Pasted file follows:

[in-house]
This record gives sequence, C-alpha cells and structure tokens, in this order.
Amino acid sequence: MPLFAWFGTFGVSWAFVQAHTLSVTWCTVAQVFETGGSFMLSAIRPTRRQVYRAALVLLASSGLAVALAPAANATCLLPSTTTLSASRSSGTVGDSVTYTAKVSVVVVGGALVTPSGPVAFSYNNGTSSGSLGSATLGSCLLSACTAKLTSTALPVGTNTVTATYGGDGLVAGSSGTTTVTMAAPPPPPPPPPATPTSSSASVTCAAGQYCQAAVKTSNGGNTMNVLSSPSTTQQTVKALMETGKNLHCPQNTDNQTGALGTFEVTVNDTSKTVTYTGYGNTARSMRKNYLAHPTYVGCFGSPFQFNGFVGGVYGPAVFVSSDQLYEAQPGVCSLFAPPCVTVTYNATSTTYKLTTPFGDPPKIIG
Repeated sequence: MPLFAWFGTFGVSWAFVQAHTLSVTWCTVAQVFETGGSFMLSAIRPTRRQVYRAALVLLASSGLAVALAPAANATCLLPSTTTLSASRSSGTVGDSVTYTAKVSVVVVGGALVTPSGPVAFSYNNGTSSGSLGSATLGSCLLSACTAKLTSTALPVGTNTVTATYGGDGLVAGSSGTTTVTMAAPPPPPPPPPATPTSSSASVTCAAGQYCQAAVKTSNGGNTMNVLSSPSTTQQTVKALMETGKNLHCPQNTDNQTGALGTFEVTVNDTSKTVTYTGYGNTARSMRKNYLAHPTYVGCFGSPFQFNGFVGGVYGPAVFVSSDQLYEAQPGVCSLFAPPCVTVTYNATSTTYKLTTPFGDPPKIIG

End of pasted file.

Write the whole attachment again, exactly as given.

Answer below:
[in-house]
This record gives sequence, C-alpha cells and structure tokens, in this order.
Amino acid sequence: MPLFAWFGTFGVSWAFVQAHTLSVTWCTVAQVFETGGSFMLSAIRPTRRQVYRAALVLLASSGLAVALAPAANATCLLPSTTTLSASRSSGTVGDSVTYTAKVSVVVVGGALVTPSGPVAFSYNNGTSSGSLGSATLGSCLLSACTAKLTSTALPVGTNTVTATYGGDGLVAGSSGTTTVTMAAPPPPPPPPPATPTSSSASVTCAAGQYCQAAVKTSNGGNTMNVLSSPSTTQQTVKALMETGKNLHCPQNTDNQTGALGTFEVTVNDTSKTVTYTGYGNTARSMRKNYLAHPTYVGCFGSPFQFNGFVGGVYGPAVFVSSDQLYEAQPGVCSLFAPPCVTVTYNATSTTYKLTTPFGDPPKIIG
Repeated sequence: MPLFAWFGTFGVSWAFVQAHTLSVTWCTVAQVFETGGSFMLSAIRPTRRQVYRAALVLLASSGLAVALAPAANATCLLPSTTTLSASRSSGTVGDSVTYTAKVSVVVVGGALVTPSGPVAFSYNNGTSSGSLGSATLGSCLLSACTAKLTSTALPVGTNTVTATYGGDGLVAGSSGTTTVTMAAPPPPPPPPPATPTSSSASVTCAAGQYCQAAVKTSNGGNTMNVLSSPSTTQQTVKALMETGKNLHCPQNTDNQTGALGTFEVTVNDTSKTVTYTGYGNTARSMRKNYLAHPTYVGCFGSPFQFNGFVGGVYGPAVFVSSDQLYEAQPGVCSLFAPPCVTVTYNATSTTYKLTTPFGDPPKIIG